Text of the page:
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Showing posts from May, 2012

Ants of Seething Wells

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My neighbour is a myrmecologist and has noted a specific lack of myrmex in these pages, which this post seeks to address. Myrmecology is the scientific study of ants, a branch of entomology. Some early myrmecologists considered ant society as an ideal and sought to find solutions to human problems by studying them. Their diversity and prominence in ecosystems has also made them important components in the study of biodiversity and conservation.
Compared with much of the rest of Europe, Great Britain has a smaller number of ants. The size and diversity of ant species in any area is largely determined by the highest summer soil temperature, and this being so, it is not surprising that the greatest concentration of different species is centred in the warmer parts of the country – Dorset, Hampshire, Surrey, the Isle of Wight and Kent being the 5 richest counties, with 33, 31, 29, 27 and 26 different species present respectively.
Four species are recorded at Seething Wells including: a s…

Seething Wells Water Levels and Water Quality

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It is understood that newly appointed consultants will resume their surveys next month. The water levels and water quality are very different from when the Filter Beds were sold (2009). The draining of the FB's (Jan, Oct, 2011) changed the site (from left) to the swan photograph below. The  pair of swans breeding at Filter Bed 7 are able to stand in the water, demonstrating the current  low water levels. Draining led to the growth of vegetation, including reeds and other plants, which have died back over the winter. As these plants have become submerged through rainfall, the increased nutrient levels in the water have led to the algal growth, which now forms dense mats over the water surface.






Daubenton’s bats are capable of gaffing or trawling insects directly from the water surface using their feet or interfemoral membrane.  It has been shown using fecal analysis that a quarter of the total prey caught by Daubenton’s bats are directly from the water surface and the remaining 75%…

Seething Wells Facebook Page

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Seething Wells now has its own Facebook page FriendsofSeethingWells
The Group is for us to discuss plans and share ideas. It's an open group, so all can see discussion, with prospective members able to request to join 

The Friends of Seething Wells are working towards a future where everyone can enjoy the benefits of access to the disused Victorian waterworks alongside the Thames in Surbiton. Seething Wells is a natural, historical and archeological asset - not just for the local communities of Surbiton and Kingston, but also for the nation.

Seething Wells and The London Plan: Thames Policy Area

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This is what the Mayors London plan says about the Thames Policy Area: 


Development proposals within the Thames Policy Area identified in LDFs should be consistent with the published Thames Strategy for the particular stretch of river concerned. 

The policies are currently: 




Policy 3.5. Conserve and enhance the nature conservation interest of the River and its corridor with particular attention to Seething Wells and Hampton Court Park.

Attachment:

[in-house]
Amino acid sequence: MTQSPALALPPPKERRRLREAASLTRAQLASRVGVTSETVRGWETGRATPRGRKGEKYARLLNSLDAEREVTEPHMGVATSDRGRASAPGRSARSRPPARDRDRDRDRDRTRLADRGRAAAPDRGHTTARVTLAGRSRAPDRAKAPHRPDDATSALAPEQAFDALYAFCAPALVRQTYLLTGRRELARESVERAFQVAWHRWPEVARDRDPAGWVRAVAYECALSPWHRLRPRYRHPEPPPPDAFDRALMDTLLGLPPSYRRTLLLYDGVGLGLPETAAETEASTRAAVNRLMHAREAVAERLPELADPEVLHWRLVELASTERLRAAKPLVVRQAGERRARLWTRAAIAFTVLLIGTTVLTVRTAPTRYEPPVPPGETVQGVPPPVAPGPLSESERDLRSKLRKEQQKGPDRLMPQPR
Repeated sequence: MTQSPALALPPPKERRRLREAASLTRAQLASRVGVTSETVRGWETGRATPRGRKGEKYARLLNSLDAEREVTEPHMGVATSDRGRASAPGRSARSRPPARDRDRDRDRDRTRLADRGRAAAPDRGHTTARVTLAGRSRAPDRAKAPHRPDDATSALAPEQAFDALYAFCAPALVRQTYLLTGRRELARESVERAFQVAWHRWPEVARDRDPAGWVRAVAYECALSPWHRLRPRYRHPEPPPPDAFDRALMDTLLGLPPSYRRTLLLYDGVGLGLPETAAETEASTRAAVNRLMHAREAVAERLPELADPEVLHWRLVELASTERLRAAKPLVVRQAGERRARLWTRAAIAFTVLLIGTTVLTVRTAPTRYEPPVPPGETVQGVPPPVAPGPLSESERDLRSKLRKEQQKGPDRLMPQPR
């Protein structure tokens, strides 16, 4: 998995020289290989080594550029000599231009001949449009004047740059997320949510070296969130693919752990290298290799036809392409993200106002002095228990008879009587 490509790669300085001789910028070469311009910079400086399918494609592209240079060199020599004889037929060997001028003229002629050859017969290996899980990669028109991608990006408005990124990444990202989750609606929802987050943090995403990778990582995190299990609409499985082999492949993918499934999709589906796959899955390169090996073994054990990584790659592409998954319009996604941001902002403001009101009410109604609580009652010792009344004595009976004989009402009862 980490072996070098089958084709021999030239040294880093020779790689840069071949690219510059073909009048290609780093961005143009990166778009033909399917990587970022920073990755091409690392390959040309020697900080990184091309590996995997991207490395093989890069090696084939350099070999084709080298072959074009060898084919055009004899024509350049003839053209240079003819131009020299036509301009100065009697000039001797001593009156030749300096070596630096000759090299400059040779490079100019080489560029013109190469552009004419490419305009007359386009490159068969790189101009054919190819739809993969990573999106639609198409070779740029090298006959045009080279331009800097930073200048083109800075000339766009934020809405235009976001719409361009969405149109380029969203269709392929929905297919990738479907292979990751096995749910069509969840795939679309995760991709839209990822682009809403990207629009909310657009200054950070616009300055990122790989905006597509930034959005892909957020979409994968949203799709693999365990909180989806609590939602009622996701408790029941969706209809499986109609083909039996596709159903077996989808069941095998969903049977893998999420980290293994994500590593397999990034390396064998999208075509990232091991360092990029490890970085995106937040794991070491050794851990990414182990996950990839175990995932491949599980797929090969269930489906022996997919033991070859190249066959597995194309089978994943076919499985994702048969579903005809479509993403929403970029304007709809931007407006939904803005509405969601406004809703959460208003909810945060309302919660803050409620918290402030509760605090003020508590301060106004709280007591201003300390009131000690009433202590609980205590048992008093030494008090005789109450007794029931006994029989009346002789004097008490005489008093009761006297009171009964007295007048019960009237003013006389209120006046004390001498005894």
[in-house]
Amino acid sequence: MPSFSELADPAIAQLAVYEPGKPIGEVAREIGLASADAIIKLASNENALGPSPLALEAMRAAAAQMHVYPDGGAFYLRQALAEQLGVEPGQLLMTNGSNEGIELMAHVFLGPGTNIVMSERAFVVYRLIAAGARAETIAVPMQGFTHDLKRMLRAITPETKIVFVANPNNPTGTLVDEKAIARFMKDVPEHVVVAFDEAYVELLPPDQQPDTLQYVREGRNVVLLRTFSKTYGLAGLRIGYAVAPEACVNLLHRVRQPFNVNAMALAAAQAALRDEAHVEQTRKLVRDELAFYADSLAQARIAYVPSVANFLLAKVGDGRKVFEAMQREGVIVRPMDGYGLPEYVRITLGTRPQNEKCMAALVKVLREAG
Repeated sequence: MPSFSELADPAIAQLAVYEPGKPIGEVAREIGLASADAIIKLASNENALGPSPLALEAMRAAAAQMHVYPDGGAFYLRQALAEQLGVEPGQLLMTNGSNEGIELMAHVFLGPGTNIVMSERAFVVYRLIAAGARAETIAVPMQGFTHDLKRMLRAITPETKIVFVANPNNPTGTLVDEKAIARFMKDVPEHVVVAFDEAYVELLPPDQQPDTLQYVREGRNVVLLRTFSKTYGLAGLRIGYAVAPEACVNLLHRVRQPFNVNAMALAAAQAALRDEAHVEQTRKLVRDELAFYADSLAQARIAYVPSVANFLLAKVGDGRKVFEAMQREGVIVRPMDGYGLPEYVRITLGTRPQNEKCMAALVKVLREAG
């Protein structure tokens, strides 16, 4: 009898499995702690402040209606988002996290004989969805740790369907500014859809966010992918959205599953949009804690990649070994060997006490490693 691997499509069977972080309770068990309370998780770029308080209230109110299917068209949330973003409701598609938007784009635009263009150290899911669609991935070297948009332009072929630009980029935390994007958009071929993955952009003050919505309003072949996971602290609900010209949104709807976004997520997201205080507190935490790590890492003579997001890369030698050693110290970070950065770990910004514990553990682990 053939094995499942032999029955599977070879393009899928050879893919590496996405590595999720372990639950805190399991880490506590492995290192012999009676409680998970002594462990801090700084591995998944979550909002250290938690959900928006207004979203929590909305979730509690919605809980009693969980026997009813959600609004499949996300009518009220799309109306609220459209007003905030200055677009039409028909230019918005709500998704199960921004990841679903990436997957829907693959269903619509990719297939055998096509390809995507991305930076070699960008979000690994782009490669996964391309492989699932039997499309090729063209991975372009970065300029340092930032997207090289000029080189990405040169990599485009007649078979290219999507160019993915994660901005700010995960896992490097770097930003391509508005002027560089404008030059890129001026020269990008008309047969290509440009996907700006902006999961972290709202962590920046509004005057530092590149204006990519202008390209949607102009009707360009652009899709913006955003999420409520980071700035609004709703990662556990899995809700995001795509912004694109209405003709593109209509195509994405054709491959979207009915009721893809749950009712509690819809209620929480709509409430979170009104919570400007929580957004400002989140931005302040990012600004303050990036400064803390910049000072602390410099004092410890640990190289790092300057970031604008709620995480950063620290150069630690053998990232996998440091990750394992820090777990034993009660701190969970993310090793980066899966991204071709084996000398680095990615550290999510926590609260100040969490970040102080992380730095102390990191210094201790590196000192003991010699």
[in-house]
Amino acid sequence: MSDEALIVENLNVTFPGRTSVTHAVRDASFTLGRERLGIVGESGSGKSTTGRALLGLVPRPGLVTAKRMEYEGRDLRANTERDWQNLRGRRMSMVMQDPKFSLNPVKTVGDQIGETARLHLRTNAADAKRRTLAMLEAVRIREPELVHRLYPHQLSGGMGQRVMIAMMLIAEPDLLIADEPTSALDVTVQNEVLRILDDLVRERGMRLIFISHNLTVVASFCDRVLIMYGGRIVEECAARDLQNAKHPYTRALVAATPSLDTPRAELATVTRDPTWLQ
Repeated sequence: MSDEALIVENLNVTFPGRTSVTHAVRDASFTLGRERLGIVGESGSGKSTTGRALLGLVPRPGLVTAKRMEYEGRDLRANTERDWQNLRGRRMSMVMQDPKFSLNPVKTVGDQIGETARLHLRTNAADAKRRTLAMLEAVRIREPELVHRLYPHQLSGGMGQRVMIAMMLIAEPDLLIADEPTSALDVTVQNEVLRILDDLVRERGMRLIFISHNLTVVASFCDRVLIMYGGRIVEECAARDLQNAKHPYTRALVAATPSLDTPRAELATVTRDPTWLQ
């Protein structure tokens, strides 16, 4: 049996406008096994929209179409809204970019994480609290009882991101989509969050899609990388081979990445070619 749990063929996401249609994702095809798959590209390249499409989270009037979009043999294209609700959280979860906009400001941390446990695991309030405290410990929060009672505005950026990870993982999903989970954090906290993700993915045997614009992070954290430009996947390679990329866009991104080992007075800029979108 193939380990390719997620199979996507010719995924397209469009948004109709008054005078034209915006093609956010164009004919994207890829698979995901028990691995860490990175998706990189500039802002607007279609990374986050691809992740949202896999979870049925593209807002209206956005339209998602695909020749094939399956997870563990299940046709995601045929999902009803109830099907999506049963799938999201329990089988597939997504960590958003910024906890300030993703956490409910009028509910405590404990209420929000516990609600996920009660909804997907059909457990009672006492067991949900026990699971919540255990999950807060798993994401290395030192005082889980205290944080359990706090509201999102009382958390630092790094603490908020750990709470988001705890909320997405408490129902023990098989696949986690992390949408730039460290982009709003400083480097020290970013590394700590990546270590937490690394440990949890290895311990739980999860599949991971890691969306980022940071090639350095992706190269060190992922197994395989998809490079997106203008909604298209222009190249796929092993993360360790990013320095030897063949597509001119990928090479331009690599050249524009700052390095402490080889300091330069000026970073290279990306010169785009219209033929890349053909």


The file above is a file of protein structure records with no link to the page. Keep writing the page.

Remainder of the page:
Policy 3.6. Conserve the feeling of open space created by the Water Works, particularly between the Portsmouth Road and the River. 
Policy 3. 7. Retain a clear separation between the Dittons and Surbiton at present provided by the Water Works site by only allowing lowrise development incorporating open spaces as appropriate south of the Portsmouth Road  and keeping land north of Portsmouth Road (the area now under consideration) free of built development.

It is therefore surprising that Hydro (the site owners) are being given a platform to  expound the…

Kingston Green Radio 87.9 FM

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Yesterday there was an opportunity to broadcast local biodiversity issues on Kingston Green Radio, on air until the end of May. We chatted about the Kingston Handbook No. 18, published by the  London Ecology Unit, now unfortunately out of print. You can still refer to this book in the reference library, or the London Natural History Society Library ( based at the Natural History Museum).  It has a wealth of information about the wildlife sites in the borough. We looked at the entry for Seething Wells, which includes several paragraphs about the chalk grassland plants discussing the 'mauve drifts of small scabious, alive with bees and butterflies'. The latter is a plant rarely found in London.

Prizewinning Photo: Seething River Wall

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Remember the boat trip we took (December, 2011) along the river wall at Seething? Well, this is one of the photo's taken entitled 'Junk Forest' and it was judged runner-up in a recent wildlife photography competition at the Ecology and Conservation Studies Society (ECSS) based at Birkbeck, University of London
see: http://www.bbk.ac.uk/environment/ecss/  In the submission it was described  as  providing important niches for urban wildlife and the only dark stretch of the Thames in Greater London, see earlier post on Urban Ecology. Marigold and rose petals were floating around these boats and our boat, at a Hindu scattering of ashes, which took place simultaneously and made this photo extra powerful. You can see the petals if you look closely. 
This collection of 'Junk' on the commercial moorings at Seething contains protected niches for every coot, moorhen or other animal requiring shelter, far more secure than any bird or bat box could ever be. Even in December w…